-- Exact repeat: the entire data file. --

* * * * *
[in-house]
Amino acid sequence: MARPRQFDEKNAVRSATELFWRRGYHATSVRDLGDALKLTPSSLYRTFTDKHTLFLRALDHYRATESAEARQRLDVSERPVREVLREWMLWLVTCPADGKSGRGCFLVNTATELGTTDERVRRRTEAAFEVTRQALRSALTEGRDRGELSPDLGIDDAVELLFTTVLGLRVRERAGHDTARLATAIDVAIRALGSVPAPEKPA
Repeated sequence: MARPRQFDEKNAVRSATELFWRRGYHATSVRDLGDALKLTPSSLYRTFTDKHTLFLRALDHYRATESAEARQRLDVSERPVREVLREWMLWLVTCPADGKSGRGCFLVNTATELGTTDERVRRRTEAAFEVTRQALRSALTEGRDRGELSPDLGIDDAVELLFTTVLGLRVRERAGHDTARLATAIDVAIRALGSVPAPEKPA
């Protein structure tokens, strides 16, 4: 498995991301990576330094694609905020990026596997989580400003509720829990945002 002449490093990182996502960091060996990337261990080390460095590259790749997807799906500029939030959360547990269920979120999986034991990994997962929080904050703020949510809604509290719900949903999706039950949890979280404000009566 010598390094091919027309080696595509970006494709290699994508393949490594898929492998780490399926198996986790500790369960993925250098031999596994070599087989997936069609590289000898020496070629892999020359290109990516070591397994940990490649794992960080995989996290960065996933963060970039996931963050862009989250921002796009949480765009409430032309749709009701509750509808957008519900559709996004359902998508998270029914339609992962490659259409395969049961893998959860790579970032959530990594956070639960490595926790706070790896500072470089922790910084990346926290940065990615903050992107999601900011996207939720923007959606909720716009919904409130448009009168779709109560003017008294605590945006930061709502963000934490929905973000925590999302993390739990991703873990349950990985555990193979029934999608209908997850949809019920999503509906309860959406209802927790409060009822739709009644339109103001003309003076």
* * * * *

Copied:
[in-house]
Amino acid sequence: MARPRQFDEKNAVRSATELFWRRGYHATSVRDLGDALKLTPSSLYRTFTDKHTLFLRALDHYRATESAEARQRLDVSERPVREVLREWMLWLVTCPADGKSGRGCFLVNTATELGTTDERVRRRTEAAFEVTRQALRSALTEGRDRGELSPDLGIDDAVELLFTTVLGLRVRERAGHDTARLATAIDVAIRALGSVPAPEKPA
Repeated sequence: MARPRQFDEKNAVRSATELFWRRGYHATSVRDLGDALKLTPSSLYRTFTDKHTLFLRALDHYRATESAEARQRLDVSERPVREVLREWMLWLVTCPADGKSGRGCFLVNTATELGTTDERVRRRTEAAFEVTRQALRSALTEGRDRGELSPDLGIDDAVELLFTTVLGLRVRERAGHDTARLATAIDVAIRALGSVPAPEKPA
């Protein structure tokens, strides 16, 4: 498995991301990576330094694609905020990026596997989580400003509720829990945002 002449490093990182996502960091060996990337261990080390460095590259790749997807799906500029939030959360547990269920979120999986034991990994997962929080904050703020949510809604509290719900949903999706039950949890979280404000009566 010598390094091919027309080696595509970006494709290699994508393949490594898929492998780490399926198996986790500790369960993925250098031999596994070599087989997936069609590289000898020496070629892999020359290109990516070591397994940990490649794992960080995989996290960065996933963060970039996931963050862009989250921002796009949480765009409430032309749709009701509750509808957008519900559709996004359902998508998270029914339609992962490659259409395969049961893998959860790579970032959530990594956070639960490595926790706070790896500072470089922790910084990346926290940065990615903050992107999601900011996207939720923007959606909720716009919904409130448009009168779709109560003017008294605590945006930061709502963000934490929905973000925590999302993390739990991703873990349950990985555990193979029934999608209908997850949809019920999503509906309860959406209802927790409060009822739709009644339109103001003309003076």